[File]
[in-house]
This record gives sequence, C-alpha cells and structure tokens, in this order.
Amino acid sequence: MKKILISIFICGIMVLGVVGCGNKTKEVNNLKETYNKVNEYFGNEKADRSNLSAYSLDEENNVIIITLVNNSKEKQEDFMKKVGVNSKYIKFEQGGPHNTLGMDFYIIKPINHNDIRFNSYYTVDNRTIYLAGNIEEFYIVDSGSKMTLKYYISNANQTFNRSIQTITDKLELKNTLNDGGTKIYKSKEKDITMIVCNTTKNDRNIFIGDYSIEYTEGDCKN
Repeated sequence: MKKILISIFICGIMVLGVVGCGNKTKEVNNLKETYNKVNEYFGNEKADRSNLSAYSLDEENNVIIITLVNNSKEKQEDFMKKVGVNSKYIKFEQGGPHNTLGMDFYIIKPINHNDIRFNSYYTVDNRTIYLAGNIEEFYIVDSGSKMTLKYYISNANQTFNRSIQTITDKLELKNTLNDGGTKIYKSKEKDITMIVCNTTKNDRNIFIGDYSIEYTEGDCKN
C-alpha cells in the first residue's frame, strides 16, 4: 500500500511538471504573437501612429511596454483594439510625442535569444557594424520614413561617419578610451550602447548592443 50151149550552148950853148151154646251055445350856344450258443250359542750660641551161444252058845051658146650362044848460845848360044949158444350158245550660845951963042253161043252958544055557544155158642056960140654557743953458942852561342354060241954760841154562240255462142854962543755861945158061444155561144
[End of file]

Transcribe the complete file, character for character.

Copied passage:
[in-house]
This record gives sequence, C-alpha cells and structure tokens, in this order.
Amino acid sequence: MKKILISIFICGIMVLGVVGCGNKTKEVNNLKETYNKVNEYFGNEKADRSNLSAYSLDEENNVIIITLVNNSKEKQEDFMKKVGVNSKYIKFEQGGPHNTLGMDFYIIKPINHNDIRFNSYYTVDNRTIYLAGNIEEFYIVDSGSKMTLKYYISNANQTFNRSIQTITDKLELKNTLNDGGTKIYKSKEKDITMIVCNTTKNDRNIFIGDYSIEYTEGDCKN
Repeated sequence: MKKILISIFICGIMVLGVVGCGNKTKEVNNLKETYNKVNEYFGNEKADRSNLSAYSLDEENNVIIITLVNNSKEKQEDFMKKVGVNSKYIKFEQGGPHNTLGMDFYIIKPINHNDIRFNSYYTVDNRTIYLAGNIEEFYIVDSGSKMTLKYYISNANQTFNRSIQTITDKLELKNTLNDGGTKIYKSKEKDITMIVCNTTKNDRNIFIGDYSIEYTEGDCKN
C-alpha cells in the first residue's frame, strides 16, 4: 500500500511538471504573437501612429511596454483594439510625442535569444557594424520614413561617419578610451550602447548592443 50151149550552148950853148151154646251055445350856344450258443250359542750660641551161444252058845051658146650362044848460845848360044949158444350158245550660845951963042253161043252958544055557544155158642056960140654557743953458942852561342354060241954760841154562240255462142854962543755861945158061444155561144